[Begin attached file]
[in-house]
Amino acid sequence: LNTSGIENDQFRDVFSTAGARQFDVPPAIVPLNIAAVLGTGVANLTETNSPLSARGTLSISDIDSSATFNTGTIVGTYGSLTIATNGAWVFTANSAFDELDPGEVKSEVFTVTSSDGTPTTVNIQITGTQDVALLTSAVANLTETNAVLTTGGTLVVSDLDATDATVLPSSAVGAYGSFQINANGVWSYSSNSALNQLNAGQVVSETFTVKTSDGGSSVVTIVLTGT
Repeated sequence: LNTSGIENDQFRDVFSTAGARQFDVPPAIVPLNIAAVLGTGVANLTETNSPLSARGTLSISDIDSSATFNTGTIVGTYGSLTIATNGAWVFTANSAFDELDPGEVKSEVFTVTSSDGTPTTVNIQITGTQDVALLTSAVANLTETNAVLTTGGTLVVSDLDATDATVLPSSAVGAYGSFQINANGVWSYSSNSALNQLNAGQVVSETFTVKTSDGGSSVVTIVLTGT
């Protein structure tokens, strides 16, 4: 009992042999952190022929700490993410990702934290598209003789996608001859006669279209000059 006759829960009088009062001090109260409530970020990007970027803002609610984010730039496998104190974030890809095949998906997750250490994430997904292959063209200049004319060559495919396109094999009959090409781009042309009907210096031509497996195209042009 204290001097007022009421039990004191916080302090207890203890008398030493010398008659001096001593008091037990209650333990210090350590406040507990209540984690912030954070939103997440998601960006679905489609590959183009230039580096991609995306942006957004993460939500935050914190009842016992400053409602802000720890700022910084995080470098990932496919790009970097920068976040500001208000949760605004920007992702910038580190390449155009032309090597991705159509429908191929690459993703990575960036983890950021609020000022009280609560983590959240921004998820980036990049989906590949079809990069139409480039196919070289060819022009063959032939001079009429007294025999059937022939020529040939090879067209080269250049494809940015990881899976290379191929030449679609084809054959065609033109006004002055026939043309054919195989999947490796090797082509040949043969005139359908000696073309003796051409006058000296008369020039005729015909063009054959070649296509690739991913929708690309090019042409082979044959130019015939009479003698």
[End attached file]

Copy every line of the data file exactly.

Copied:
[in-house]
Amino acid sequence: LNTSGIENDQFRDVFSTAGARQFDVPPAIVPLNIAAVLGTGVANLTETNSPLSARGTLSISDIDSSATFNTGTIVGTYGSLTIATNGAWVFTANSAFDELDPGEVKSEVFTVTSSDGTPTTVNIQITGTQDVALLTSAVANLTETNAVLTTGGTLVVSDLDATDATVLPSSAVGAYGSFQINANGVWSYSSNSALNQLNAGQVVSETFTVKTSDGGSSVVTIVLTGT
Repeated sequence: LNTSGIENDQFRDVFSTAGARQFDVPPAIVPLNIAAVLGTGVANLTETNSPLSARGTLSISDIDSSATFNTGTIVGTYGSLTIATNGAWVFTANSAFDELDPGEVKSEVFTVTSSDGTPTTVNIQITGTQDVALLTSAVANLTETNAVLTTGGTLVVSDLDATDATVLPSSAVGAYGSFQINANGVWSYSSNSALNQLNAGQVVSETFTVKTSDGGSSVVTIVLTGT
């Protein structure tokens, strides 16, 4: 009992042999952190022929700490993410990702934290598209003789996608001859006669279209000059 006759829960009088009062001090109260409530970020990007970027803002609610984010730039496998104190974030890809095949998906997750250490994430997904292959063209200049004319060559495919396109094999009959090409781009042309009907210096031509497996195209042009 204290001097007022009421039990004191916080302090207890203890008398030493010398008659001096001593008091037990209650333990210090350590406040507990209540984690912030954070939103997440998601960006679905489609590959183009230039580096991609995306942006957004993460939500935050914190009842016992400053409602802000720890700022910084995080470098990932496919790009970097920068976040500001208000949760605004920007992702910038580190390449155009032309090597991705159509429908191929690459993703990575960036983890950021609020000022009280609560983590959240921004998820980036990049989906590949079809990069139409480039196919070289060819022009063959032939001079009429007294025999059937022939020529040939090879067209080269250049494809940015990881899976290379191929030449679609084809054959065609033109006004002055026939043309054919195989999947490796090797082509040949043969005139359908000696073309003796051409006058000296008369020039005729015909063009054959070649296509690739991913929708690309090019042409082979044959130019015939009479003698």